Selective androgen receptor modulators or SARMs are a novel class of androgen receptor ligands. (The name follows the terminology currently used for similar molecules targeting the estrogen receptor, “selective estrogen receptor modulators,” such as Tamoxifen). They are intended to have the same kind of effects as androgenic drugs like anabolic steroids but be much more selective in their action, allowing them to be used for many more clinical indications than the relatively limited legitimate uses that anabolic steroids are currently approved for. Do you want to learn more? Visit best sarms for cutting.
Currently used androgens for male hormone replacement therapy are typically injectable or skin delivery formulations of testosterone or testosterone esters. Injectable forms of testosterone esters (such as testosterone enanthate, propionate, or cypionate) produce undesirable fluctuations in testosterone blood levels, with overly high levels shortly after injection and overly low afterwards. Skin patches do provide a better blood level profile of testosterone, but skin irritation and daily application still limit their usefulness. Oral androgens are not currently used due to concerns about liver toxicity.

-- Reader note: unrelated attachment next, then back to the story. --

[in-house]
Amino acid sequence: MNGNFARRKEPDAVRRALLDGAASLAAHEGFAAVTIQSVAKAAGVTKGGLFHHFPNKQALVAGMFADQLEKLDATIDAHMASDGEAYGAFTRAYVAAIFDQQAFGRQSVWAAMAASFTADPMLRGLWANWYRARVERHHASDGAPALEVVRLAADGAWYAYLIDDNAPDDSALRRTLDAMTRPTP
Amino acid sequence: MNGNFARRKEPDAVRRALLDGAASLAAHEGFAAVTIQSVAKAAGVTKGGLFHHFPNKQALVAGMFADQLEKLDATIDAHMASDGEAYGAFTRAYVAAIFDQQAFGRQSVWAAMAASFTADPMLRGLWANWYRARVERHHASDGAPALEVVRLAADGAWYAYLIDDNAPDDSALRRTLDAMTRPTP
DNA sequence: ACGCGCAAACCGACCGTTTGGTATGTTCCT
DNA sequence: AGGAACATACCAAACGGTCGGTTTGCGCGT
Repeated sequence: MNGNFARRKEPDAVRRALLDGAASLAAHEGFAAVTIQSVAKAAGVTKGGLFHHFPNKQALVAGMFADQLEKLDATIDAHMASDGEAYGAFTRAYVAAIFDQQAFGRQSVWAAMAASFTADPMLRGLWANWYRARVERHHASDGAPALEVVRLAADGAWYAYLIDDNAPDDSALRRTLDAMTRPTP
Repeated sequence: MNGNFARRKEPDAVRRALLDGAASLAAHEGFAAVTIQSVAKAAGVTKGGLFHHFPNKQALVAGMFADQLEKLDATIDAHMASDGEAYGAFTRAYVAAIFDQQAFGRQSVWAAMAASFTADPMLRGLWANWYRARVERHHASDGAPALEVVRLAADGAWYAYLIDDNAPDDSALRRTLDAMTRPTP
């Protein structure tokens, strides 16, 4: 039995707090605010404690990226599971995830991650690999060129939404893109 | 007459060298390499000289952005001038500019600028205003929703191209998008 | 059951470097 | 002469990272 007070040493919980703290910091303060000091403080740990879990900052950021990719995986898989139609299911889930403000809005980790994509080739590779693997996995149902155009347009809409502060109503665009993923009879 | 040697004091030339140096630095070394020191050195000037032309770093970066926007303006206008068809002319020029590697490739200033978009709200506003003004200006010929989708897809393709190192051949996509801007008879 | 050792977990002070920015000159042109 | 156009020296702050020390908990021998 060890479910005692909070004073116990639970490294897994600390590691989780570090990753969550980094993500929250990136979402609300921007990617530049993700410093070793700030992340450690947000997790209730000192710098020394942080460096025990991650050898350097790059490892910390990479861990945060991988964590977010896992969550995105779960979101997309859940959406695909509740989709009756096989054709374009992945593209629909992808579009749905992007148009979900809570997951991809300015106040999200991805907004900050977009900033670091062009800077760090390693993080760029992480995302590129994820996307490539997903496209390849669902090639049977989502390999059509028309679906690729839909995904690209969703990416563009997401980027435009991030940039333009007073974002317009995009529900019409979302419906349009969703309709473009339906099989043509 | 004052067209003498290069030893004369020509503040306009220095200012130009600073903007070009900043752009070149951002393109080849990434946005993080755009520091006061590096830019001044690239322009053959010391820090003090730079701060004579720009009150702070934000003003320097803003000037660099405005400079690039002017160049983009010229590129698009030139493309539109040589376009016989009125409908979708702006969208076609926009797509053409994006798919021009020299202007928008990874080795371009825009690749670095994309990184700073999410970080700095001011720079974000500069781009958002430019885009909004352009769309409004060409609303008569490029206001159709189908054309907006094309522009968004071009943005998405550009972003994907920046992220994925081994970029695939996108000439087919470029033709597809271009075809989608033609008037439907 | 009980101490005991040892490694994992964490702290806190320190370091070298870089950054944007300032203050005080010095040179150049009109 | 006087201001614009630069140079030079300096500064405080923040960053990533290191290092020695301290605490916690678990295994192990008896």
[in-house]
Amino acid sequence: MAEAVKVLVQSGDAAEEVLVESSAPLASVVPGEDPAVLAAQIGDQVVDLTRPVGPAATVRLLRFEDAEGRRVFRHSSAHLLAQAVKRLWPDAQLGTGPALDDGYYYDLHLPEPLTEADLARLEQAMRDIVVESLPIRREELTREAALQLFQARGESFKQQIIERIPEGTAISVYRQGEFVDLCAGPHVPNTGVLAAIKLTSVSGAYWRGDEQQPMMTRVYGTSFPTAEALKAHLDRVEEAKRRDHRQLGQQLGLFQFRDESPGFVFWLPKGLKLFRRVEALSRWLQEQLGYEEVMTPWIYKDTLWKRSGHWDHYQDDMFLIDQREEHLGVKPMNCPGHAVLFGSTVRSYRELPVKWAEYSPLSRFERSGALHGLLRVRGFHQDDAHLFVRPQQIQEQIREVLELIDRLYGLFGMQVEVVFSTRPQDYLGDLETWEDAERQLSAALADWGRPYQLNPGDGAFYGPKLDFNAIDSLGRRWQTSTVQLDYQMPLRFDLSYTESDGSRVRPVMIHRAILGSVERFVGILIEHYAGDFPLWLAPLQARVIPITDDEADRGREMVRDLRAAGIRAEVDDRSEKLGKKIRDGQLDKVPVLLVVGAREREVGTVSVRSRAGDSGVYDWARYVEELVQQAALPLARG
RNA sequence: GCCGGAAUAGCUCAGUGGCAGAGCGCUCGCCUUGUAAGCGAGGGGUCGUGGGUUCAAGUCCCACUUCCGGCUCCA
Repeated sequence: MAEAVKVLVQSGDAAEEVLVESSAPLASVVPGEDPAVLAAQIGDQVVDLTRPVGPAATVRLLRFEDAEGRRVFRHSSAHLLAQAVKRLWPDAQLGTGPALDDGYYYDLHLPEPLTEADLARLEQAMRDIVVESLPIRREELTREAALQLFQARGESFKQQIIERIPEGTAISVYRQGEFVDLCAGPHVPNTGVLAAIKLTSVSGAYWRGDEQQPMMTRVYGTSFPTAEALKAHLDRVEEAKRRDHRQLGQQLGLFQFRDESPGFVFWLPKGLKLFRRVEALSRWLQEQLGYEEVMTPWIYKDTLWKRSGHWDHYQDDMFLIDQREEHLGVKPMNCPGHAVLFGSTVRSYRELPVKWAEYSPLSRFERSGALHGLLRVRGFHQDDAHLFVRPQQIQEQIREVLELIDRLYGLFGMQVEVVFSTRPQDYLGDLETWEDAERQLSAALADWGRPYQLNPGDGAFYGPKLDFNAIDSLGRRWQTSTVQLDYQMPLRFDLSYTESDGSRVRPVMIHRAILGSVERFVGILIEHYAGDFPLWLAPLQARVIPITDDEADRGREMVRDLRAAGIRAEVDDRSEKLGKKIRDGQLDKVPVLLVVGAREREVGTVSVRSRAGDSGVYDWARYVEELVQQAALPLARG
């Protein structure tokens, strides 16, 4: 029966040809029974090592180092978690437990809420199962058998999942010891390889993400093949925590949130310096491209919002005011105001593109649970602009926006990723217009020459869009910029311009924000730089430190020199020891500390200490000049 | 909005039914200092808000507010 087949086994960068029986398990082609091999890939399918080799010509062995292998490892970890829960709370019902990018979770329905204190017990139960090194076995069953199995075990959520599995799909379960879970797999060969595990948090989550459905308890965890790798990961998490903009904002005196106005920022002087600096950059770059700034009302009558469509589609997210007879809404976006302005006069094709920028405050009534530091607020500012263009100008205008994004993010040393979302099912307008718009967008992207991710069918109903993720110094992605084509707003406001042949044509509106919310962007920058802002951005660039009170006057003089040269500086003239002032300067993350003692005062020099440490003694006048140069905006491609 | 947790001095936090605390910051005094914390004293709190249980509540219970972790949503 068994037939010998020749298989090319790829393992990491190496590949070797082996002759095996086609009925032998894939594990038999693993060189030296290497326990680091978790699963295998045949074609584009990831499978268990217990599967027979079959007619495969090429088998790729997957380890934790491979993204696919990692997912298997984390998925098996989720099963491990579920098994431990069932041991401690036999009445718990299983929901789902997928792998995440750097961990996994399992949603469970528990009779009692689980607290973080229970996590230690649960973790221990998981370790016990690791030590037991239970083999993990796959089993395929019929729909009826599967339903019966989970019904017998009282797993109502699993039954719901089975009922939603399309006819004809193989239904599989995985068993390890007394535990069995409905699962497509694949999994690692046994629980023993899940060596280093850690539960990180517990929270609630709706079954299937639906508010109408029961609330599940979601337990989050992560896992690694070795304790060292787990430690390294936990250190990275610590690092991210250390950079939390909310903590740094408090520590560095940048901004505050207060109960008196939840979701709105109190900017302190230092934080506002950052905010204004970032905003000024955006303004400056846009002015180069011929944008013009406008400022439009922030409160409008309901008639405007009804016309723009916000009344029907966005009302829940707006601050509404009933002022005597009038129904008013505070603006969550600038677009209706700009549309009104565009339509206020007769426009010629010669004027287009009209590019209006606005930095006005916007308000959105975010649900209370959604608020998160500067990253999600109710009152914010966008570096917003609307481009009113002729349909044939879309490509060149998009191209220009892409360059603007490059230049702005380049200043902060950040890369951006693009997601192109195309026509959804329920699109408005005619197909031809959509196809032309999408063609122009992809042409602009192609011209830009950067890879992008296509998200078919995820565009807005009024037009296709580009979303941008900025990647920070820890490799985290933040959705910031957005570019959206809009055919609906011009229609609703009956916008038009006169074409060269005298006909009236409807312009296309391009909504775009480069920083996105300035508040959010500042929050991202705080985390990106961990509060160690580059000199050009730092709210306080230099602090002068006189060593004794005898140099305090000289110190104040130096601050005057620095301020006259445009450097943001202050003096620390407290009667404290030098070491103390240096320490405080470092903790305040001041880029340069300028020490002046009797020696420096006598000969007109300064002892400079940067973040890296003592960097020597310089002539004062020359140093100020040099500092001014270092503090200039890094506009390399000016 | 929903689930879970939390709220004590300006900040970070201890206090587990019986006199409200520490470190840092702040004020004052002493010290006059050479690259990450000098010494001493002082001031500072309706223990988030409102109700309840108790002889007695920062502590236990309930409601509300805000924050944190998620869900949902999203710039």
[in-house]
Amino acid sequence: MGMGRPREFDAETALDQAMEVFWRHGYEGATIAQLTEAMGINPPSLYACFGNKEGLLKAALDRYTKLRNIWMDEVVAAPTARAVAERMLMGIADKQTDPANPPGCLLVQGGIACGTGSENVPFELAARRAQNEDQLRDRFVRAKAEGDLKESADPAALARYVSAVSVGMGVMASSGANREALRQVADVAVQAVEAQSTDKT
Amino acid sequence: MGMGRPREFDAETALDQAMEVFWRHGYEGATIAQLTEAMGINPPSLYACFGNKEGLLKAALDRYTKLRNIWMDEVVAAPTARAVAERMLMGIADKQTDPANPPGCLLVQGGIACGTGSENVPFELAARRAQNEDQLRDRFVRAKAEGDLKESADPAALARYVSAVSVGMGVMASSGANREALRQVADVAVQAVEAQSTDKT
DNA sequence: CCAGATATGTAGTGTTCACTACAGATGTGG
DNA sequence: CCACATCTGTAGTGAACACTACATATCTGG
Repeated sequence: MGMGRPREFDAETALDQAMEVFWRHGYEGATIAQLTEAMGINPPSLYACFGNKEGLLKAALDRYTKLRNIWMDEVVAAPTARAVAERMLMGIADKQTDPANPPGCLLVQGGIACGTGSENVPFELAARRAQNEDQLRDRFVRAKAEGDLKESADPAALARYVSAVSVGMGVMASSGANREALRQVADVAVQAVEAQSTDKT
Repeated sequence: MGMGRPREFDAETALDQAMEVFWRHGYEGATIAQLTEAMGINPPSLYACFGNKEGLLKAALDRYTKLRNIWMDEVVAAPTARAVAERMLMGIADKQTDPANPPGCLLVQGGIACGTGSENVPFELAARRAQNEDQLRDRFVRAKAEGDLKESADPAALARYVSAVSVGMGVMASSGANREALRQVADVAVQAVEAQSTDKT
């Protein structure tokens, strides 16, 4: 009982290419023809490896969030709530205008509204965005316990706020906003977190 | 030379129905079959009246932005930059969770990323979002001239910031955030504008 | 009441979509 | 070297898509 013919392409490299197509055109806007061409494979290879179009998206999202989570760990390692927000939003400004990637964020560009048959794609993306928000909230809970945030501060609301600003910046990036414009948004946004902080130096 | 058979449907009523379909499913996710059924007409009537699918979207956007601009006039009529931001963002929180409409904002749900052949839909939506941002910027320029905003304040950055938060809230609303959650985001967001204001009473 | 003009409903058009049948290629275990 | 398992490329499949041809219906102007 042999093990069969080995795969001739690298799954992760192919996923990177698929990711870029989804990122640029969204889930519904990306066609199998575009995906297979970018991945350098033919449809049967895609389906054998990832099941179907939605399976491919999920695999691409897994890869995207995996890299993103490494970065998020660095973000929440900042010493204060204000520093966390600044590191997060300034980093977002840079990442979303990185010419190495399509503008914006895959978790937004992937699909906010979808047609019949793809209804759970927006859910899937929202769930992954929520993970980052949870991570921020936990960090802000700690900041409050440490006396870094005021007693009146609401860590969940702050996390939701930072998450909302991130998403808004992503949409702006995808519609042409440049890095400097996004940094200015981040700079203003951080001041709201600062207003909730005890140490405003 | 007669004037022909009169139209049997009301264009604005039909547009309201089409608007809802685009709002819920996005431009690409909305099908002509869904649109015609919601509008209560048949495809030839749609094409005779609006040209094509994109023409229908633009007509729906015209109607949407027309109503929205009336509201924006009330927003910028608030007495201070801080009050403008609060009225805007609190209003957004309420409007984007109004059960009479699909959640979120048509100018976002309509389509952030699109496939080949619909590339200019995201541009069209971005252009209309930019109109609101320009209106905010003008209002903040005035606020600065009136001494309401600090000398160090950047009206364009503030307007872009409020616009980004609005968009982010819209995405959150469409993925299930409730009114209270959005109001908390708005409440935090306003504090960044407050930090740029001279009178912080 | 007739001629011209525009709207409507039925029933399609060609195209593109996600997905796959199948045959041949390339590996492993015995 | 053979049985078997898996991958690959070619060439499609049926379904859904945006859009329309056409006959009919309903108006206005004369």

SARMs provide the opportunity to design molecules that can be delivered orally, but that selectively target the androgen receptors in different tissues differently. The goal of research in this area is to allow a customized response: tissues that are the target of the therapy will respond as they would to testosterone; other tissues where undesirable side effects are produced will not. Ostarine is a non-steroidal, oral selective androgen receptor modulator. Ostarine has the potential to treat muscle wasting associated with chronic conditions, such as end-stage renal disease, frailty and andropause, as well as muscle wasting associated with acute conditions, such as burns.